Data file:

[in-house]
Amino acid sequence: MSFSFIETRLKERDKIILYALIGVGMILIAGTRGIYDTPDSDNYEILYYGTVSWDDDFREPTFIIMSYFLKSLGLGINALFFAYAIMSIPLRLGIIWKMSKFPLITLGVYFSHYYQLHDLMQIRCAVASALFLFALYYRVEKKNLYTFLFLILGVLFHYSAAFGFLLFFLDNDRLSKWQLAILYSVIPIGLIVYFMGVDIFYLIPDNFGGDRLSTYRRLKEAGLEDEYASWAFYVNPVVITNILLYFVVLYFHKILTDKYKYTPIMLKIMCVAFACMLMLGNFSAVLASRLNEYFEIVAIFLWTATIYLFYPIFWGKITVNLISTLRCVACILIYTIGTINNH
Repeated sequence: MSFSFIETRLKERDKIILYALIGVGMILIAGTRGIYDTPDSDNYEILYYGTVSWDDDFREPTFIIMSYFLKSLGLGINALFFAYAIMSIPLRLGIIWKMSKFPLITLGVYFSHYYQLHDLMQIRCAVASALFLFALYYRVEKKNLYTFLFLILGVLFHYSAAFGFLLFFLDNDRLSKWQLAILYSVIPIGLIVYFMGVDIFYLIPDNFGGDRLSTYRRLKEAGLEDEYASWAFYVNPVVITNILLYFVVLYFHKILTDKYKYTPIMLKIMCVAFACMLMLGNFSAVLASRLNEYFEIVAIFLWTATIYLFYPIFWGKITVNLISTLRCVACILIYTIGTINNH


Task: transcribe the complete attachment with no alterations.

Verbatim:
[in-house]
Amino acid sequence: MSFSFIETRLKERDKIILYALIGVGMILIAGTRGIYDTPDSDNYEILYYGTVSWDDDFREPTFIIMSYFLKSLGLGINALFFAYAIMSIPLRLGIIWKMSKFPLITLGVYFSHYYQLHDLMQIRCAVASALFLFALYYRVEKKNLYTFLFLILGVLFHYSAAFGFLLFFLDNDRLSKWQLAILYSVIPIGLIVYFMGVDIFYLIPDNFGGDRLSTYRRLKEAGLEDEYASWAFYVNPVVITNILLYFVVLYFHKILTDKYKYTPIMLKIMCVAFACMLMLGNFSAVLASRLNEYFEIVAIFLWTATIYLFYPIFWGKITVNLISTLRCVACILIYTIGTINNH
Repeated sequence: MSFSFIETRLKERDKIILYALIGVGMILIAGTRGIYDTPDSDNYEILYYGTVSWDDDFREPTFIIMSYFLKSLGLGINALFFAYAIMSIPLRLGIIWKMSKFPLITLGVYFSHYYQLHDLMQIRCAVASALFLFALYYRVEKKNLYTFLFLILGVLFHYSAAFGFLLFFLDNDRLSKWQLAILYSVIPIGLIVYFMGVDIFYLIPDNFGGDRLSTYRRLKEAGLEDEYASWAFYVNPVVITNILLYFVVLYFHKILTDKYKYTPIMLKIMCVAFACMLMLGNFSAVLASRLNEYFEIVAIFLWTATIYLFYPIFWGKITVNLISTLRCVACILIYTIGTINNH